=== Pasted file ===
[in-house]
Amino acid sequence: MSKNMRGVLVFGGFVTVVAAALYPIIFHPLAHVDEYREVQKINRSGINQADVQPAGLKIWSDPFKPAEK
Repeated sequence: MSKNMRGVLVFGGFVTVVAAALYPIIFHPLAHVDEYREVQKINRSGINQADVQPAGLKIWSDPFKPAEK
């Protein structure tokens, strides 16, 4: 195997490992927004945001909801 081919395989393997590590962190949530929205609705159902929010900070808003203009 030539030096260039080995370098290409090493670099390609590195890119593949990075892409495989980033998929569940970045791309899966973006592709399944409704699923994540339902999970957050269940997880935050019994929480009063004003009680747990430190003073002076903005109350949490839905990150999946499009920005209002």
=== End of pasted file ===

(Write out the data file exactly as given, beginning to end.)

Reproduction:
[in-house]
Amino acid sequence: MSKNMRGVLVFGGFVTVVAAALYPIIFHPLAHVDEYREVQKINRSGINQADVQPAGLKIWSDPFKPAEK
Repeated sequence: MSKNMRGVLVFGGFVTVVAAALYPIIFHPLAHVDEYREVQKINRSGINQADVQPAGLKIWSDPFKPAEK
């Protein structure tokens, strides 16, 4: 195997490992927004945001909801 081919395989393997590590962190949530929205609705159902929010900070808003203009 030539030096260039080995370098290409090493670099390609590195890119593949990075892409495989980033998929569940970045791309899966973006592709399944409704699923994540339902999970957050269940997880935050019994929480009063004003009680747990430190003073002076903005109350949490839905990150999946499009920005209002």